Over 1,000 buildings in Lagos Island are ‘unfit for human habitation’
Kunle Awobodu, national president, Building Collapse Prevention Guild (BCPG), says there are over 1,000 buildings unfit for human habitation in Lagos Island.
Speaking in an interview with NAN, Awobodu said his group had brought such distressed buildings to the notice of the Lagos State Building Control Agency (LASBCA) for demolition.
He was reacting to building that collapsed in the Ita-Faaji area of Lagos Island.
“There are over 1,000 distressed other buildings of this nature in Lagos, which, if nothing is done to demolish them, they will still collapse, resulting to more calamities in the state,” he said.
“The collapsed building had been marked for demolition about three times, but the building regulatory agency has not demolished it.
“We are moving round the circle and this has to stop. Let the building control agency take the bull by the horn, by ensuring that all distressed buildings in the state are identified and demolished.
“Let the state government look for preventive measures, rather than spending money for evacuation, investigation and remediation after the calamities and damages have occurred.”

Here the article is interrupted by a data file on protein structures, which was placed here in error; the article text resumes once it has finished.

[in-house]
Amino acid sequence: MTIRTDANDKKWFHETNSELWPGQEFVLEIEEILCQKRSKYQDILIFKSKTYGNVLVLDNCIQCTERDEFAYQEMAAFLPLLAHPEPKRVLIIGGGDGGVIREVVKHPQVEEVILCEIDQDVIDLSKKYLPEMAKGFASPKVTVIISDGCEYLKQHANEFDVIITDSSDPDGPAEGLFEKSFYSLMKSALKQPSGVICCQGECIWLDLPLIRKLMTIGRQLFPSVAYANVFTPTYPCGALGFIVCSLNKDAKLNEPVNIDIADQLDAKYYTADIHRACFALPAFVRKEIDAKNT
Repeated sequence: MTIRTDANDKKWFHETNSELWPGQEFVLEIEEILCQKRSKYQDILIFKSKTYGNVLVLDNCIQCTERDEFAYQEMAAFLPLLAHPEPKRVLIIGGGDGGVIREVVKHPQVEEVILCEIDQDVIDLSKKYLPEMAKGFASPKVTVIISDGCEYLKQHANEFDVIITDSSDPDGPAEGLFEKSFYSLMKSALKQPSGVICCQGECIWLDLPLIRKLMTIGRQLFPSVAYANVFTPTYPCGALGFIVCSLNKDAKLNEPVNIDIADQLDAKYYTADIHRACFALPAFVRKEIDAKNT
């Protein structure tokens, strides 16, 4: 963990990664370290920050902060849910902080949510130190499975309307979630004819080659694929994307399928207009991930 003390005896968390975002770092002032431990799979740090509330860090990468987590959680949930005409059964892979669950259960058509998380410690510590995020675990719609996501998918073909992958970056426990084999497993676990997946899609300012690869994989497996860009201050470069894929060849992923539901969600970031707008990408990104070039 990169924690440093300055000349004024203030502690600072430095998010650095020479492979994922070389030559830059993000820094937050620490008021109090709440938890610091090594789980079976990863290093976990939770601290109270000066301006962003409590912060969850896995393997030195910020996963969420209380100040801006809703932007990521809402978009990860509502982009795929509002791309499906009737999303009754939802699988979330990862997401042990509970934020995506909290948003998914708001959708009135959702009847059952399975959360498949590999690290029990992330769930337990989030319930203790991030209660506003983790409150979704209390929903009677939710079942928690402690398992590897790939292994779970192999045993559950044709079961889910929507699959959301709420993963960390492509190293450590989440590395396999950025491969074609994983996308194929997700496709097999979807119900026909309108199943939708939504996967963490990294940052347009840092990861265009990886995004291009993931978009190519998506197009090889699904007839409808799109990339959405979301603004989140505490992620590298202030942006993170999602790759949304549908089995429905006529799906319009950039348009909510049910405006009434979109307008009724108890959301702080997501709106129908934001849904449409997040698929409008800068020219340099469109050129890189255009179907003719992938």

He added that all the agencies responsible for monitoring buildings should be more proactive rather than wait till buildings collapse.
He also called on architects, building engineers, bricklayers and the end-users to live up to the expectations by complying with the construction rules and regulations guiding the industry.
Adelaja Adekanmbi, chairman of the Nigeria Institute of Building (NIOB), Lagos chapter, who spoke on the side, said there is a need for a town hall meeting with the government, professionals, developers and end-users in the building environment.
He said the meeting was necessary as a platform for comprehensive deliberation among the players, on how to tackle the issue of building collapse in Lagos state.
“Residents, who are the end-users have vital roles to play in curbing building collapse; they are in a better position to detect early illegal, abandoned and substandard constructions,” he said.
“LASBCA and other building regulatory authorities alone cannot properly monitor to detect when buildings are defective or when illegal constructions are going on, without the support of the residents.
“It is the residents that are in a better position to detect distressed and substandard buildings within their areas.
“It will be wicked of us to wait until calamity happens before government, institutions, professionals or individuals, can start to look for preventions.
“It requires collective efforts to end building collapse, and all players in the industry must contribute their quotas.”
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